Monday, February 2, 2015

Leftovers Leave Home

I am the queen of leftovers. I prefer to call them "planned overs." I like browning extra hamburger and having it ready to go for the next meal. Extra baked potatoes can take on new life in a skillet concoction or a baked potato soup.

Randy likes having leftovers, too. During a couple of years of drought, we barely raised enough alfalfa hay and sudan to feed our own cattle herd. But, for the second year, we have extra hay to spare, so we're selling the "leftovers."

Randy chose to market the hay through Sunflower Trading, a division of the Kanza Co-op. Randy established the price he wanted for the hay, then he contracted 10 loads of hay with Sunflower. They sold it to a feedlot near Dodge City.

Last year, Sunflower arranged to have a truck come to the field to pick it up. However, this year, we've added a semi to our farm fleet. Randy bought a hay trailer from our neighbor. Both Randy and Jake got their Commercial Driver's Licenses (CDL), so we are hauling the hay to the feedlot ourselves. More of the money goes in our pockets that way. (More on that tomorrow.)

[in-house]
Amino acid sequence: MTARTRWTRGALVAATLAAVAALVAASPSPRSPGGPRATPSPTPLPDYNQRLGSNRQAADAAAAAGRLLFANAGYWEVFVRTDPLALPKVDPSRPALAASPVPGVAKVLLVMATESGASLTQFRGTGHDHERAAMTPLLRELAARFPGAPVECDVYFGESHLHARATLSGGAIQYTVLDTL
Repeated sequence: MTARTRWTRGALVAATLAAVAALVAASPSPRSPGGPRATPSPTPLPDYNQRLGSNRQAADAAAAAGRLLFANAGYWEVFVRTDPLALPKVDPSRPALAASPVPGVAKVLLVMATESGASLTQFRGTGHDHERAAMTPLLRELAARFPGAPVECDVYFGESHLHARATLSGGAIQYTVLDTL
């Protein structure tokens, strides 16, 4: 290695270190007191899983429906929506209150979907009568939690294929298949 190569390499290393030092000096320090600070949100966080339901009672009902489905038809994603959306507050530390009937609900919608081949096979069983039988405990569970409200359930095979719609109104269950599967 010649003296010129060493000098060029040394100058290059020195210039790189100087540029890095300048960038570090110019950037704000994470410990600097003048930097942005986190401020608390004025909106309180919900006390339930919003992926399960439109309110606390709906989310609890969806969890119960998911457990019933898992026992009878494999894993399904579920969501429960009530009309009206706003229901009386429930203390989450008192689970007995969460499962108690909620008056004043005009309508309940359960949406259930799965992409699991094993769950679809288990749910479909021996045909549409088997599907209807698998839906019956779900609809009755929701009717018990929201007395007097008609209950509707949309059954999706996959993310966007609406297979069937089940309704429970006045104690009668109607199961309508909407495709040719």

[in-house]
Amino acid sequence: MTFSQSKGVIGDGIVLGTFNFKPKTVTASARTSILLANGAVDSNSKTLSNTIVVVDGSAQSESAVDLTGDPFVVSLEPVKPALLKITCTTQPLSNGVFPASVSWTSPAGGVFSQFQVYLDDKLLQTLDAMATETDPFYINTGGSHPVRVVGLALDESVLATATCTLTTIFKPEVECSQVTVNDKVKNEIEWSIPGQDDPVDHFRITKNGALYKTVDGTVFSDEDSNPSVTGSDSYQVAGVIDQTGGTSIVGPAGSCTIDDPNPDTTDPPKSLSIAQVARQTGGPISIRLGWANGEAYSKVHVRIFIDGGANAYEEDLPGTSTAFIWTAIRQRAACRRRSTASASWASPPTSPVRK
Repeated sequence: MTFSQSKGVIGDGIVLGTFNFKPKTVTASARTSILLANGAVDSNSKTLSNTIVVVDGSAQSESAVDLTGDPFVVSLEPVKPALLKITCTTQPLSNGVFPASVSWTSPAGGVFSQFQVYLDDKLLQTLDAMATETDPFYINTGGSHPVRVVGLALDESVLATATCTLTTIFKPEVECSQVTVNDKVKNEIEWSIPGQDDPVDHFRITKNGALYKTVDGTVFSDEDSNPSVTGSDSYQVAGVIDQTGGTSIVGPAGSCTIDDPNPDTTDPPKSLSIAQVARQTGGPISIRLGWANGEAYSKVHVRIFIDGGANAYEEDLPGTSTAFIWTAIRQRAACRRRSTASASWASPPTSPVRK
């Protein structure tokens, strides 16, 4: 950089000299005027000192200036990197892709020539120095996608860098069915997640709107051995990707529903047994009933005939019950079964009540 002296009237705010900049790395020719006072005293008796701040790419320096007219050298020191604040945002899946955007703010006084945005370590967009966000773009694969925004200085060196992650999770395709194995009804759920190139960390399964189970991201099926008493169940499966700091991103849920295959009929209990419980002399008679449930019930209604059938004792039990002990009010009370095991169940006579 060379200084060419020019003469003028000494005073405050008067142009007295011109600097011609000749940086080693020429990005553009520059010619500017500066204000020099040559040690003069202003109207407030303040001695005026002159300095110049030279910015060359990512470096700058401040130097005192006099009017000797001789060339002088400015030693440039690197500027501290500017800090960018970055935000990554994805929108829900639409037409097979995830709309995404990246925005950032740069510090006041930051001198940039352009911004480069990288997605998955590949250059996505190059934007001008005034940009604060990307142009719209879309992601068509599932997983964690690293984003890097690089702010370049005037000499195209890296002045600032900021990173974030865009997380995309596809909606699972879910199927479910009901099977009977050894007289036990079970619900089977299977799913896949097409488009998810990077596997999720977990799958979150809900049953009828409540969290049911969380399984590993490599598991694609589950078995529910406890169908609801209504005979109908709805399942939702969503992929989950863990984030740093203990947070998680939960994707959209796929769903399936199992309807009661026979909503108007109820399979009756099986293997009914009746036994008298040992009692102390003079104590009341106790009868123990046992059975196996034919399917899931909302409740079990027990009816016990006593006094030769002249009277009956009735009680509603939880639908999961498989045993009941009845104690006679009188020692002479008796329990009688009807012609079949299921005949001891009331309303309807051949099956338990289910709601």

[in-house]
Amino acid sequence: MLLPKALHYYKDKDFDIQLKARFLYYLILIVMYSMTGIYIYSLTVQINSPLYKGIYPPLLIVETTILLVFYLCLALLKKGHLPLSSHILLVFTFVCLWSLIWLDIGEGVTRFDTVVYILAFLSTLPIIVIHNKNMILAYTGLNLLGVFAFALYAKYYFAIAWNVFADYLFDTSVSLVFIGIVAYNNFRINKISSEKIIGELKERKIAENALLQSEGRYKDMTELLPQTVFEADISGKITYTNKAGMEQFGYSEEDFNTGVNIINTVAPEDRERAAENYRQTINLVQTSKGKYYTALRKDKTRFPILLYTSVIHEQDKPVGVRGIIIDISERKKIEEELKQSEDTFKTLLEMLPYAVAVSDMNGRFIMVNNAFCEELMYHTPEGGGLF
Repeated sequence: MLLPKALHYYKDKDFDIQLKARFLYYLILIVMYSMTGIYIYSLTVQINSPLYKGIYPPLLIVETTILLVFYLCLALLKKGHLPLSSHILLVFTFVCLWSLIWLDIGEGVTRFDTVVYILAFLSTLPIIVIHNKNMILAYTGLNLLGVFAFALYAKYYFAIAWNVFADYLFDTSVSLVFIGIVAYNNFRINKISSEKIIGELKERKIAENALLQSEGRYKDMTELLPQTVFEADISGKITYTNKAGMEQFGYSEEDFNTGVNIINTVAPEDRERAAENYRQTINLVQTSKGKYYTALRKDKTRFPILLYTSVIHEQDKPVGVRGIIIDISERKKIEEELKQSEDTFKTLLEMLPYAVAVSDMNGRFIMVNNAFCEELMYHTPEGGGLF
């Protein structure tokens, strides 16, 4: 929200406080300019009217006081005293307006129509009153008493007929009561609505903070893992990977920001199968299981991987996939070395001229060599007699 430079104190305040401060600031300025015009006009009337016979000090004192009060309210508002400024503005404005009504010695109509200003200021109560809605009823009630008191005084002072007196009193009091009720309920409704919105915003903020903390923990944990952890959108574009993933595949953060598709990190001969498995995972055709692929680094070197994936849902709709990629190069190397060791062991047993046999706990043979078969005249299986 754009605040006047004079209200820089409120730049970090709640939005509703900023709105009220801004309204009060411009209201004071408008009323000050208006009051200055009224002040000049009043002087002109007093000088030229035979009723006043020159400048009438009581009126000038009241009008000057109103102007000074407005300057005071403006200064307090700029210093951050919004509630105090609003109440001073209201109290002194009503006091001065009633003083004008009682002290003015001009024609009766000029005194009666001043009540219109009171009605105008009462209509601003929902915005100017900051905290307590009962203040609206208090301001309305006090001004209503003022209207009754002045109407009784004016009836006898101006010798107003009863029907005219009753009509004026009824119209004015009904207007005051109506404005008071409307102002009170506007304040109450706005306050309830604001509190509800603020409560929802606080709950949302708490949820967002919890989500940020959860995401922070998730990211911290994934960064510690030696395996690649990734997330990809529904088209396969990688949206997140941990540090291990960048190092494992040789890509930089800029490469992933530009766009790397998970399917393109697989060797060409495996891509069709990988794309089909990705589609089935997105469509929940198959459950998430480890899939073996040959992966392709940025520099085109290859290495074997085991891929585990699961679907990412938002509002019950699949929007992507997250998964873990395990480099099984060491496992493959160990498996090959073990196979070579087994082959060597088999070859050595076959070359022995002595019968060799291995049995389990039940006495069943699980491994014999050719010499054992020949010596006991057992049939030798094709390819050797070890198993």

After the alfalfa is baled in the summer, the guys stack it in rows near the road.
Jake loaded each bale on the truck individually. The bales are placed two across on the flat-bed. It's kind of like building with Legos. You just keep adding "pieces" to the "design." Unfortunately, there are no handy connective pieces to keep everything stuck together like Legos.
After the bottom rows were in place, he added another layer, positioning the upper deck in the "groove" between two bales.
Once the bales were in place, the guys strapped them down. It's a good thing Randy's not afraid of heights!
The guys try to use the wind to their advantage. With the wind blowing from the north, Jake tossed the straps from north to south so the wind could help boost his throw.
During the trip, these metal braces also help support the bales on the trailer. 
Randy added Wide Load signs to the front and back of the truck, along with flags on the front and back bales. 
 In tomorrow's post, I go along for the ride to the feedlot. 


  1. Looks like a good day for carting out hay. I look forward to hearing about your trip.

    1. Thanks, Lynda! It was much colder yesterday. No wearing just shirt sleeves around here the past few days!